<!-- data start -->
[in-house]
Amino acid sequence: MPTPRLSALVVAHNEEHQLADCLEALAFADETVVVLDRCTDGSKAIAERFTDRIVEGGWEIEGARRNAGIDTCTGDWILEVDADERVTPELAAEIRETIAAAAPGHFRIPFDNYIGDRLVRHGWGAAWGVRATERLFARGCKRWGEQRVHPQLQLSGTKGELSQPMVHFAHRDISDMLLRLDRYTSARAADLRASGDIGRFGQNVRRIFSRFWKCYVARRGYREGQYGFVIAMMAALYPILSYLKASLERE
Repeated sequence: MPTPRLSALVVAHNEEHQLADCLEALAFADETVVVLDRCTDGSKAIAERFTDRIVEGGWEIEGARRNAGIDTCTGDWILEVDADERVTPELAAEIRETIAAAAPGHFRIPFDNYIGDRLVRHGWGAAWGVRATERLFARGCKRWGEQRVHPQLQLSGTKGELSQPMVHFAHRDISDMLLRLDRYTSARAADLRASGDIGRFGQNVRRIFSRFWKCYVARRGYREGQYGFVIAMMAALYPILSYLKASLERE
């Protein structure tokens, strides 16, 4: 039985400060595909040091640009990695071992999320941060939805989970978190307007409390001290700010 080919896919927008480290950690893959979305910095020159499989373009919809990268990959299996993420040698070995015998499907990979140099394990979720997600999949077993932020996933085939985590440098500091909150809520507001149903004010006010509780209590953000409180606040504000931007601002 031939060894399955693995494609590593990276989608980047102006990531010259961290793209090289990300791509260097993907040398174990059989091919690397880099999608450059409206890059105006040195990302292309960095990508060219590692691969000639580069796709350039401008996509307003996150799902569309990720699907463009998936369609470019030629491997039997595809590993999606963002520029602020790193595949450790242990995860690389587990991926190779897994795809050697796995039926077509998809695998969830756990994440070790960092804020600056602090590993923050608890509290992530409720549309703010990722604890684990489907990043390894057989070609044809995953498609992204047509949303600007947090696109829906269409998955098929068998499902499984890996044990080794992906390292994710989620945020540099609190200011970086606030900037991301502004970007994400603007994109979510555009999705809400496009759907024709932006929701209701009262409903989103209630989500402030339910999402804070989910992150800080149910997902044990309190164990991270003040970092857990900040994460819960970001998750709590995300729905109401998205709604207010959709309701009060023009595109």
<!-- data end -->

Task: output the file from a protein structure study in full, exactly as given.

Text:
[in-house]
Amino acid sequence: MPTPRLSALVVAHNEEHQLADCLEALAFADETVVVLDRCTDGSKAIAERFTDRIVEGGWEIEGARRNAGIDTCTGDWILEVDADERVTPELAAEIRETIAAAAPGHFRIPFDNYIGDRLVRHGWGAAWGVRATERLFARGCKRWGEQRVHPQLQLSGTKGELSQPMVHFAHRDISDMLLRLDRYTSARAADLRASGDIGRFGQNVRRIFSRFWKCYVARRGYREGQYGFVIAMMAALYPILSYLKASLERE
Repeated sequence: MPTPRLSALVVAHNEEHQLADCLEALAFADETVVVLDRCTDGSKAIAERFTDRIVEGGWEIEGARRNAGIDTCTGDWILEVDADERVTPELAAEIRETIAAAAPGHFRIPFDNYIGDRLVRHGWGAAWGVRATERLFARGCKRWGEQRVHPQLQLSGTKGELSQPMVHFAHRDISDMLLRLDRYTSARAADLRASGDIGRFGQNVRRIFSRFWKCYVARRGYREGQYGFVIAMMAALYPILSYLKASLERE
């Protein structure tokens, strides 16, 4: 039985400060595909040091640009990695071992999320941060939805989970978190307007409390001290700010 080919896919927008480290950690893959979305910095020159499989373009919809990268990959299996993420040698070995015998499907990979140099394990979720997600999949077993932020996933085939985590440098500091909150809520507001149903004010006010509780209590953000409180606040504000931007601002 031939060894399955693995494609590593990276989608980047102006990531010259961290793209090289990300791509260097993907040398174990059989091919690397880099999608450059409206890059105006040195990302292309960095990508060219590692691969000639580069796709350039401008996509307003996150799902569309990720699907463009998936369609470019030629491997039997595809590993999606963002520029602020790193595949450790242990995860690389587990991926190779897994795809050697796995039926077509998809695998969830756990994440070790960092804020600056602090590993923050608890509290992530409720549309703010990722604890684990489907990043390894057989070609044809995953498609992204047509949303600007947090696109829906269409998955098929068998499902499984890996044990080794992906390292994710989620945020540099609190200011970086606030900037991301502004970007994400603007994109979510555009999705809400496009759907024709932006929701209701009262409903989103209630989500402030339910999402804070989910992150800080149910997902044990309190164990991270003040970092857990900040994460819960970001998750709590995300729905109401998205709604207010959709309701009060023009595109």